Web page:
By Eugene Volokh
Here’s the opinion, handed down today, in Williams v. State. The court interprets Heller and McDonald as focused on home possession of guns, arguing that “it is clear that prohibition of firearms in the home was the
gravamen of the certiorari questions in both Heller and McDonald and their answers. If the Supreme Court, in this dicta, meant its holding to extend beyond home possession, it will need to say so more plainly.”
I don’t think this analysis is right. First, Heller’s reasoning — which, even to the extent it goes outside the questions presented in the cases, ought to be taken seriously — strongly suggests that the Second Amendment does apply to carrying guns in public as well as to possessing in the home. Here’s an excerpt from my discussion of the matter, in my Implementing the Right to Keep and Bear Arms in Self-Defense article:
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Heller stated that bans on concealed carry of firearms are so traditionally recognized that they must be seen as constitutionally permissible....
The same cannot, however, be said about general bans on carrying firearms in public, which prohibit open as well as concealed carrying. Heller expressly concluded that “the right to ... bear arms” referred to carrying arms.... [M]any courts applying state constitutional [right to bear arms] provisions have held or suggested that carrying in public is generally constitutionally protected, though some courts have disagreed.
Such protection, of course, makes sense when the right is (at least in part) a right to keep and bear arms in self-defense: Often, people need to defend themselves against robbers, rapists, and killers outside and not just in the home. Two-thirds of all rapes and sexual assaults, for instance, happen outside the victim’s home, and half happen outside anyone’s home. The percentages are even greater for robberies and assaults. So a ban on carrying weapons outside the home — especially in places that one practically needs to frequent, such as the streets on the way to work or to buy groceries — is a serious burden on the right, more so than the ban on handgun possession struck down in Heller (which would have at least left open some possibility of self-defense with shotguns or rifles).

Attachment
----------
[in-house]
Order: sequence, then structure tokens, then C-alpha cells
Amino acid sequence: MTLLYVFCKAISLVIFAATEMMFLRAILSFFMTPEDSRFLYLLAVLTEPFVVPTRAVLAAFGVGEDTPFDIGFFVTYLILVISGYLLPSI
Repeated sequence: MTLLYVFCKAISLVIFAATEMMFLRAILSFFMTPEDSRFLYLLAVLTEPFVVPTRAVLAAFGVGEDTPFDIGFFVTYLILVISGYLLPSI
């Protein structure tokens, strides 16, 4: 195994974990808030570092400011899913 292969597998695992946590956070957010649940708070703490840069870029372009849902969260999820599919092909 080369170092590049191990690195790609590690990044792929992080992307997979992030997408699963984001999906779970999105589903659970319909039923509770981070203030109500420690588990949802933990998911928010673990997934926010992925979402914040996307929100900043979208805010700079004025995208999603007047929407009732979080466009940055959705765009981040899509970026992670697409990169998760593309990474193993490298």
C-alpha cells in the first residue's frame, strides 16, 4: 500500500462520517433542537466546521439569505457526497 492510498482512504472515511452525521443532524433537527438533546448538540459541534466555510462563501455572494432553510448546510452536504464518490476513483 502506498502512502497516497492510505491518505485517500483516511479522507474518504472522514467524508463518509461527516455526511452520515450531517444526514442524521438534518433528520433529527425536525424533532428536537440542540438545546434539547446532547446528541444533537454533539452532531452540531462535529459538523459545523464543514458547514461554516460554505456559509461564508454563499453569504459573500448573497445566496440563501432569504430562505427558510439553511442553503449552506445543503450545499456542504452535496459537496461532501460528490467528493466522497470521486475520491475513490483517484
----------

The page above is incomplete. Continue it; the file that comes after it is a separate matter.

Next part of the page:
I should have also noted that Heller’s dictum accepting — as traditionally recognizing restrictions on Second Amendment rights — “laws forbidding the carrying of firearms in sensitive places such as schools and government buildings” strongly suggests that laws forbidding the carrying of firearms in other places do implicate the Second Amendment.
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Second, even if Heller is read as simply holding that the Second Amendment protects home possession of guns, this simply means that whether the Second Amendment protects gun carrying is an open question. It seems to me that the court should have given a reasoned answer to that question; and it seems to me this court didn’t do that, other than by discussing some cases from other jurisdictions, which also didn’t offer a reasoned answer to that question. In our constitutional system, the definition of the scope of constitutional rights is not left simply to the Supreme Court. Lower courts may and must consider arguments for recognizing that a particular constitutional right makes unconstitutional a particular law, even if the Supreme Court has not yet so held (unless the Supreme Court has held the contrary, which it certainly hasn’t as to this issue).
The defendant is arguing that the right to “bear arms” includes carrying arms in public. Heller at least makes clear that this is a plausible position, even if that question was beyond the scope of the particular challenge involved in that case. (See D.C. v. Heller, starting with the text “At the time of the founding, as now, to ‘bear’ meant to ‘carry.’”) Why shouldn’t this position be accepted? The Maryland court decision does not, it seems to me, offer an answer to that question.